On Monday, the Daily Monitor reported that property and drugs worth millions of shillings were destroyed after floods wrecked Njeru Health Centre III in Buikwe District.
The rainstorm, which also affected neighbouring households struck on Saturday night, forcing flood water into offices and stores.
The storm also destroyed the maternity ward, outpatient department and laboratory of the health facility which serves more than 30 villages in Njeru Municipality.
Generally, healthcare in Uganda faces numerous big challenges. One of the major public complaints about Uganda's health system is that there is no medicine and other supplies in government-run hospitals.
And this is on top of poor and unethical conduct by some health workers. This in turn, constrains the budgeting and planning process of individual hospitals and in turn impact negatively on the service delivery.
However, in a time like this, when we have a pandemic wreaking havoc in the world, we can't afford to waste any medical resources.
Now that the Health ministry on Wednesday announced five new cases of coronavirus bringing the total number of confirmed cases to 14, we should be more vigilant and pay more attention to health facilities in all parts of the country.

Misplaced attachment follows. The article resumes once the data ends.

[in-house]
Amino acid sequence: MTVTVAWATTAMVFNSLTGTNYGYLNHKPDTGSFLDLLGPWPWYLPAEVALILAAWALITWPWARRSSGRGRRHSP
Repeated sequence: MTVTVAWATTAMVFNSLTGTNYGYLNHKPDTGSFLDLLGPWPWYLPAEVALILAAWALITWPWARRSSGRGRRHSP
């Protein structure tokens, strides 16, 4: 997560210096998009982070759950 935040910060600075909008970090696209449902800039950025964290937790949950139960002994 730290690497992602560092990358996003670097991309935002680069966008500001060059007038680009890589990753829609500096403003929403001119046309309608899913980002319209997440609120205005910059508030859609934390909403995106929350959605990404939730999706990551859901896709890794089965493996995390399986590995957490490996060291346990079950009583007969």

The rising number of confirmed cases should be worrying given the fact that even developed countries like Italy, US, Spain, Denmark, China, Canada and Brazil, many of them with standard health facilities, have registered several deaths and infections arising from coronavirus.
The seeming indifference about health sector in Uganda is partly to blame for the poor healthcare service delivery. In the case of Njeru Hospital, it is unfortunate that the RDC, who visited the facility after the flooding, did not address the many challenges facing the facility.
"Let us forget politics when it comes to health. How can someone build in the road and you just look on...? The question is, where were government officials when the facility was being constructed? For how long shall we continue to give excuses?
It is no surprise then that across the country, those who can afford opt to go for treatment at private hospitals that provide better health services. The rich/wealthy seek better medical attention abroad.
Uganda's healthcare performance is still ranked as one of the worst in the world by the World Health Organisation.
Such experiences should be enough to trigger the interest of those in charge of managing the country's resources and health system.
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